Getting from one place to another, or locomotion, is an important aspect of daily living. Locomotion can be accomplished in a variety of ways. Terminology associated with pedal locomotion includes the following:
Gait—the process of moving on foot (e.g., walking, jogging, or running).
Walking—a form of gait in which one foot is in contact with a surface at all times and in which there is a period of double-limb support.
Ambulation—a term commonly used in rehabilitation to denote walking with or without an assistive device and with or without physical assistance from another person.
Running—a form of gait characterized by a “float period,” during which neither foot is in contact with the ground surface.
In the following chapters we explore different ways of moving—with wheels and with assistive gait devices—and the principles that make these activities safe and effective. To be effective, mobility must be controlled. (Falling and rolling unstoppably down a hill in a wheelchair are both forward motions, but they are far from desirable activities.) Controlled mobility is predicated on a person’s capacity for mobility (e.g., adequate range of motion and muscle innervation) and on static stability (the ability to maintain a still position; see Fig. 1).
Controlled mobility is predicated on a patient’s capacity for mobility and on static stability.
Whether locomotion is accomplished in standing or in sitting, applying simple motor learning principles, communication, and biomechanical guidelines will facilitate the process. The human body is designed to function most efficiently when its parts are working together, doing what they were designed to do—the pattern we call “normal” or “typical” movement. But all of us have conditions or habits that can cause us to move less than optimally. If those conditions are extensive enough, we may need assistive devices and equipment to help us achieve our mobility goals.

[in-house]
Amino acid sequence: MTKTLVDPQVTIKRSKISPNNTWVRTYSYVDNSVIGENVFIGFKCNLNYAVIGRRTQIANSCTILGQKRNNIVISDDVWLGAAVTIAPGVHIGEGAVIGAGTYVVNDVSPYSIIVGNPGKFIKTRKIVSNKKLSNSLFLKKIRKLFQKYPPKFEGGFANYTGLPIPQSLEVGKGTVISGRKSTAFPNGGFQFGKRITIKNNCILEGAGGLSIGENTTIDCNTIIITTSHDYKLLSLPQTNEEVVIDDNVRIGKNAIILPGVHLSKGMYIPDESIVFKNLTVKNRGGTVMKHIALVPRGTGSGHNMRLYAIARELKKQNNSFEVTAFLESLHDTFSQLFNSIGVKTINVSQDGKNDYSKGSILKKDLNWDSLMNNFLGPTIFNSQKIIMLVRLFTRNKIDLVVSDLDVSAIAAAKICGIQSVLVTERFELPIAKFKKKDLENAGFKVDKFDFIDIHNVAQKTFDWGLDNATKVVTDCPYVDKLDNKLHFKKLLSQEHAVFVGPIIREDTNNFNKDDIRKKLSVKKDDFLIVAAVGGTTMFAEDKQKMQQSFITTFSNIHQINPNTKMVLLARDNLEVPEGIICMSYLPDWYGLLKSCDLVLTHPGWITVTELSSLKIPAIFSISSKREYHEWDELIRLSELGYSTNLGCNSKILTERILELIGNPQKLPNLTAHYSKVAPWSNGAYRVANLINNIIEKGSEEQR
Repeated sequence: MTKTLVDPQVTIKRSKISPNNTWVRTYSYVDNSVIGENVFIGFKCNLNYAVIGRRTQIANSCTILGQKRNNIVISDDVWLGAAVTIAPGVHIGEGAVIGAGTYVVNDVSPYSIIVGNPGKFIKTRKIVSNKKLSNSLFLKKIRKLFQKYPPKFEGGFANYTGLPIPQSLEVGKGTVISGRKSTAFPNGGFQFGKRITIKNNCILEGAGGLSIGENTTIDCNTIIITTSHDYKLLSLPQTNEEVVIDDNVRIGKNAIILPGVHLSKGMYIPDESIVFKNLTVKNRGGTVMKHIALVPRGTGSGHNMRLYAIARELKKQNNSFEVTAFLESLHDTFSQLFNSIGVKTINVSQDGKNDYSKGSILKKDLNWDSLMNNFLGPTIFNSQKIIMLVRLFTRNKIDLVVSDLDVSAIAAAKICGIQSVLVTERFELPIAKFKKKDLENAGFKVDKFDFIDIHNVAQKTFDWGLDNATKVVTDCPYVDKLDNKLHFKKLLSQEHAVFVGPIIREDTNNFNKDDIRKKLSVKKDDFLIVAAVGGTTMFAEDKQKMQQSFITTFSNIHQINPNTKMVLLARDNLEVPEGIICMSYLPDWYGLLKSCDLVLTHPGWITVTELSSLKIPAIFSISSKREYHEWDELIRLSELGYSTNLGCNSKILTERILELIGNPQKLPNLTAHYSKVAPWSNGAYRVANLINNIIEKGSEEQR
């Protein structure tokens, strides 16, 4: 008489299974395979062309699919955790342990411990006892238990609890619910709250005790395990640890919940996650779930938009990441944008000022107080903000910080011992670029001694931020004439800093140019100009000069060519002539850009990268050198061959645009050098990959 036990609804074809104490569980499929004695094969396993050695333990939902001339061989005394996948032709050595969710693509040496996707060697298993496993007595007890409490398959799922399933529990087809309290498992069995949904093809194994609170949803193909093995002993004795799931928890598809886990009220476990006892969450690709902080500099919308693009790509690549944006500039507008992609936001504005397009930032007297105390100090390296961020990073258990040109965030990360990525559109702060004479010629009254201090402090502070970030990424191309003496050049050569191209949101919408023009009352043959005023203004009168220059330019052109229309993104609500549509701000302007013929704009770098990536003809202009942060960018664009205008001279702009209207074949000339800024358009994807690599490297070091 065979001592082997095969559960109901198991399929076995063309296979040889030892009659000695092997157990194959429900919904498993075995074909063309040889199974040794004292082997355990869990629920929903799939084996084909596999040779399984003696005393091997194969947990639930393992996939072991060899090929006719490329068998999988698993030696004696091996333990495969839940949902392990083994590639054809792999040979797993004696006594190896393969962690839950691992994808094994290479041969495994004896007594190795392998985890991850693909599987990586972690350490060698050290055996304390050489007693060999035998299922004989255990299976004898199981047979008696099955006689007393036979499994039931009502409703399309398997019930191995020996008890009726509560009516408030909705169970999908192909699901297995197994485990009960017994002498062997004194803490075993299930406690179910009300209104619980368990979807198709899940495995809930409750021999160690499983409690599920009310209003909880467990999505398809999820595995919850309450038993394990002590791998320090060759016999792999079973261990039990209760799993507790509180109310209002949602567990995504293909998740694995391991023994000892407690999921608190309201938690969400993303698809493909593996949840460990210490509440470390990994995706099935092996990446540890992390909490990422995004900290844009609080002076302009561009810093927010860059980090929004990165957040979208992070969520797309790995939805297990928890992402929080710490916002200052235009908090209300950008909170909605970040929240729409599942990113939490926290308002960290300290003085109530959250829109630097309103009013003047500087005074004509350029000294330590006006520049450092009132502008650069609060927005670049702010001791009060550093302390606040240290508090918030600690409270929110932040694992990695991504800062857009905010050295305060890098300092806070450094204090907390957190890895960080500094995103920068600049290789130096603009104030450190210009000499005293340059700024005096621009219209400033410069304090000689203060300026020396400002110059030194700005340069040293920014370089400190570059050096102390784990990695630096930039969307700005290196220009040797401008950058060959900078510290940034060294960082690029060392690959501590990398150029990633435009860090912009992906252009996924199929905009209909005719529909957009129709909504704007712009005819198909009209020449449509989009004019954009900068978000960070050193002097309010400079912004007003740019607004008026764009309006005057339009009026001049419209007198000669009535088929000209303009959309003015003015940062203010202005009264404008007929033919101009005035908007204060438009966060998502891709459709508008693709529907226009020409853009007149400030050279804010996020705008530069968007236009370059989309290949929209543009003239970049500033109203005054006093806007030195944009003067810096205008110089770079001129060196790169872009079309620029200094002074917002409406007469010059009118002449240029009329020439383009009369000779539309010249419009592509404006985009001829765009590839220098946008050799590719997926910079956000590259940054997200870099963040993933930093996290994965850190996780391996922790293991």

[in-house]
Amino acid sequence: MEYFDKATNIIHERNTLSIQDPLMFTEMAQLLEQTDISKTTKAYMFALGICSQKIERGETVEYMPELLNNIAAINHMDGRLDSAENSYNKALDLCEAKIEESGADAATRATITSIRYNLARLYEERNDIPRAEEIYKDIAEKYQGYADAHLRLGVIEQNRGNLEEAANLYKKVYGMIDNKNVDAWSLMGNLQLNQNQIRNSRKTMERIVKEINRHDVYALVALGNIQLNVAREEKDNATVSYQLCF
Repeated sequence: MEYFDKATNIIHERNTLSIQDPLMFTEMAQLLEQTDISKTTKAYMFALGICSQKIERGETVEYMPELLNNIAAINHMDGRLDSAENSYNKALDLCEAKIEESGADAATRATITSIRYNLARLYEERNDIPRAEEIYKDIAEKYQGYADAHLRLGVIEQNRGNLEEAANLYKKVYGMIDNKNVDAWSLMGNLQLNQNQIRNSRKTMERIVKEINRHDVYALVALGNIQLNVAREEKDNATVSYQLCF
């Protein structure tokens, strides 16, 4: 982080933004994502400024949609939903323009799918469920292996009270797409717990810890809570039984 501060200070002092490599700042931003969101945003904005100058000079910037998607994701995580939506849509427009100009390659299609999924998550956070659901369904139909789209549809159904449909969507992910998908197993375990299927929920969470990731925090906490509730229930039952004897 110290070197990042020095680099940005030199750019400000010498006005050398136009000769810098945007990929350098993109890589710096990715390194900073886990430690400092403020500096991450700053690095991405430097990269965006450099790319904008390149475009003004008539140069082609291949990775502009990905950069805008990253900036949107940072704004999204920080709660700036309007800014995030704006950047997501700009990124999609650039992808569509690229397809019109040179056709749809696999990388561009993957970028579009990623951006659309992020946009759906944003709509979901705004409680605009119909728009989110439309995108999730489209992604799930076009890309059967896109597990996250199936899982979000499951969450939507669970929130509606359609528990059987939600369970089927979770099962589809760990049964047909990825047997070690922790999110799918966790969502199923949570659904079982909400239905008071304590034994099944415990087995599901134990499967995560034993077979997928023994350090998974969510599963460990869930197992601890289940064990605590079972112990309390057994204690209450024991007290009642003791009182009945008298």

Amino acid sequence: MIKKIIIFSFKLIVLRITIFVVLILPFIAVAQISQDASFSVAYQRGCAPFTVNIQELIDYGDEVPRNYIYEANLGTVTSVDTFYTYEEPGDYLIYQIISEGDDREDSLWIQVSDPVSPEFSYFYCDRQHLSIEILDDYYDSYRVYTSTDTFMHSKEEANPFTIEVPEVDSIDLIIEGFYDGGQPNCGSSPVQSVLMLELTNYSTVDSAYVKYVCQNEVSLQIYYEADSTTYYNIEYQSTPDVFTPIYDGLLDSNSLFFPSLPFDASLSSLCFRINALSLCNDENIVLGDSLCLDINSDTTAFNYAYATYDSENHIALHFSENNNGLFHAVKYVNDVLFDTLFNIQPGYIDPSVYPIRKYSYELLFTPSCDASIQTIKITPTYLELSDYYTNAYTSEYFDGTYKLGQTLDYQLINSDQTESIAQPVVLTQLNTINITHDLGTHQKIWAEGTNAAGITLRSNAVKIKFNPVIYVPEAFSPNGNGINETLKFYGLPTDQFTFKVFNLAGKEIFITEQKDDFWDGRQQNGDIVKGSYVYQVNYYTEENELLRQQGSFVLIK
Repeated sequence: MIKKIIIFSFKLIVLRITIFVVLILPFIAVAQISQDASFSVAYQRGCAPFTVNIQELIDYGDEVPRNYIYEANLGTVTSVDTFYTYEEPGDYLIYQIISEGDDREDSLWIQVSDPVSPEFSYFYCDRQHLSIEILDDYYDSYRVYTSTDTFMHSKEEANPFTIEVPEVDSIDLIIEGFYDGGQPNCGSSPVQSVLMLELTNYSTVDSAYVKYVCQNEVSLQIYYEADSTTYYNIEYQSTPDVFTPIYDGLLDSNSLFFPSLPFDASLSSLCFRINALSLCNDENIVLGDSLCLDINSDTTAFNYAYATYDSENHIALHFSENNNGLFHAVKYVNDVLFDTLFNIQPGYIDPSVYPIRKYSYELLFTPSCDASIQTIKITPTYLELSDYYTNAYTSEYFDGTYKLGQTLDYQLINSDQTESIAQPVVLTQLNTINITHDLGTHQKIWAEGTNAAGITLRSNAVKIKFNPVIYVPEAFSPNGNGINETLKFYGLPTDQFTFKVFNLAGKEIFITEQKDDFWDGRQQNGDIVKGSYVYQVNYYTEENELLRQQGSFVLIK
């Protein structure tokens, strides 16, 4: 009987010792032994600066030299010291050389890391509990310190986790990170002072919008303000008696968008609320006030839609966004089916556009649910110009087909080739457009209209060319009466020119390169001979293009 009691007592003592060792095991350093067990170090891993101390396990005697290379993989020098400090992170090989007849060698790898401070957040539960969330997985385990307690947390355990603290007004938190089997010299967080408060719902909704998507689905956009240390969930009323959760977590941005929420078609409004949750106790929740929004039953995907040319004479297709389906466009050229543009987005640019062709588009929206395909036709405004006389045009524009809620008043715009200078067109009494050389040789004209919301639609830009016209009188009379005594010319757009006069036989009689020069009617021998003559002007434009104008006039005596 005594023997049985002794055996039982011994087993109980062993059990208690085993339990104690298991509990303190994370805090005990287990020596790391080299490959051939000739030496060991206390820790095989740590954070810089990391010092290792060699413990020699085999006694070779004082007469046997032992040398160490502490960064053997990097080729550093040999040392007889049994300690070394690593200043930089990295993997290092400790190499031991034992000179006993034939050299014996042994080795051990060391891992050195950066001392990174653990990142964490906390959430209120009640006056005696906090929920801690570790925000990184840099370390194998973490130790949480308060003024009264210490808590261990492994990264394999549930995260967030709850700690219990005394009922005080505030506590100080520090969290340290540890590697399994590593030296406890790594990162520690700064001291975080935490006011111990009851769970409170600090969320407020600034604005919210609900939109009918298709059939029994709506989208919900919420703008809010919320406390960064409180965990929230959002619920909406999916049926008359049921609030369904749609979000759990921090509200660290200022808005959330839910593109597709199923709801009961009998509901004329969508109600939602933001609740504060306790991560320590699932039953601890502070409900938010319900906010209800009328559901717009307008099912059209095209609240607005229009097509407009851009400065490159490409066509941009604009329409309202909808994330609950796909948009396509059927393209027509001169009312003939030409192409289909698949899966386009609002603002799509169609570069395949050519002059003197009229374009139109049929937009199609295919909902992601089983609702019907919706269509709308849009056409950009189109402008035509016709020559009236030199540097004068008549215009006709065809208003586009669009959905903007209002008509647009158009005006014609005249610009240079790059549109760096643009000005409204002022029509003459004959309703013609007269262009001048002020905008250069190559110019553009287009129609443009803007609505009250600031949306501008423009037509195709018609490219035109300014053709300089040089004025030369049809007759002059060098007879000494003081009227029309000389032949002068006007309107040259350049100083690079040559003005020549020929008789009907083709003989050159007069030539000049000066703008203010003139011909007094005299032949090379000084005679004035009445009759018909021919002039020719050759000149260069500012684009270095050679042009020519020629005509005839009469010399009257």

In many cases, skilled training with the use of an assistive device can enable a patient with restrictions in body structures or functions to walk. In other situations, ambulation either is not possible or cannot be completed safely, efficiently, or effectively. When a patient is unable to walk or lacks the endurance necessary to ambulate functional distances, a wheelchair can increase a patient’s functional ability. If, for example, a person is able to walk only 15 ft (4.6 m) at a time using a walker but needs to cover greater distances more quickly as a courtroom lawyer, a wheelchair may provide that person with higher levels of participation and a better quality of life.
Locomotion can also be used as a form of exercise, but locomotion for the purposes of social interaction and engagement with the environment should always be made as easy as possible. Making the primary means of locomotion difficult for the ...